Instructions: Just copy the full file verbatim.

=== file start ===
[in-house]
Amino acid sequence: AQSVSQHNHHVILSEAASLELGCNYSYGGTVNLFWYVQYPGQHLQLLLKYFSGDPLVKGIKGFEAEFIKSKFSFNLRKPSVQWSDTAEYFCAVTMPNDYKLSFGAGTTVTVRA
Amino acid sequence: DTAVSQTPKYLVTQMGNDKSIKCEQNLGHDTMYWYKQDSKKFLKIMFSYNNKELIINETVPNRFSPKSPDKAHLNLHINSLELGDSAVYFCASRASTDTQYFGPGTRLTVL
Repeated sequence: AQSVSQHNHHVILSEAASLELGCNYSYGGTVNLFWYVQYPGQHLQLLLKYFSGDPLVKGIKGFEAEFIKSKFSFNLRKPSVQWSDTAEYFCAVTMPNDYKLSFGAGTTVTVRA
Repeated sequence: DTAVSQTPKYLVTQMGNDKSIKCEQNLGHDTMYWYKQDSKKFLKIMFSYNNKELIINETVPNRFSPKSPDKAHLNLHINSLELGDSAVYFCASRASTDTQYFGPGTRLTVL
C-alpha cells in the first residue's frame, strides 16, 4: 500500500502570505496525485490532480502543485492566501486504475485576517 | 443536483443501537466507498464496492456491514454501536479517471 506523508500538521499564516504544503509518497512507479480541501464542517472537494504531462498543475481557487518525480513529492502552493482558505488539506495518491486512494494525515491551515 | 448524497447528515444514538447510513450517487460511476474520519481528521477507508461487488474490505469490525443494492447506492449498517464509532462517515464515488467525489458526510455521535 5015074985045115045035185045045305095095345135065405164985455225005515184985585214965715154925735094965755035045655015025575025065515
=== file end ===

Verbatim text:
[in-house]
Amino acid sequence: AQSVSQHNHHVILSEAASLELGCNYSYGGTVNLFWYVQYPGQHLQLLLKYFSGDPLVKGIKGFEAEFIKSKFSFNLRKPSVQWSDTAEYFCAVTMPNDYKLSFGAGTTVTVRA
Amino acid sequence: DTAVSQTPKYLVTQMGNDKSIKCEQNLGHDTMYWYKQDSKKFLKIMFSYNNKELIINETVPNRFSPKSPDKAHLNLHINSLELGDSAVYFCASRASTDTQYFGPGTRLTVL
Repeated sequence: AQSVSQHNHHVILSEAASLELGCNYSYGGTVNLFWYVQYPGQHLQLLLKYFSGDPLVKGIKGFEAEFIKSKFSFNLRKPSVQWSDTAEYFCAVTMPNDYKLSFGAGTTVTVRA
Repeated sequence: DTAVSQTPKYLVTQMGNDKSIKCEQNLGHDTMYWYKQDSKKFLKIMFSYNNKELIINETVPNRFSPKSPDKAHLNLHINSLELGDSAVYFCASRASTDTQYFGPGTRLTVL
C-alpha cells in the first residue's frame, strides 16, 4: 500500500502570505496525485490532480502543485492566501486504475485576517 | 443536483443501537466507498464496492456491514454501536479517471 506523508500538521499564516504544503509518497512507479480541501464542517472537494504531462498543475481557487518525480513529492502552493482558505488539506495518491486512494494525515491551515 | 448524497447528515444514538447510513450517487460511476474520519481528521477507508461487488474490505469490525443494492447506492449498517464509532462517515464515488467525489458526510455521535 5015074985045115045035185045045305095095345135065405164985455225005515184985585214965715154925735094965755035045655015025575025065515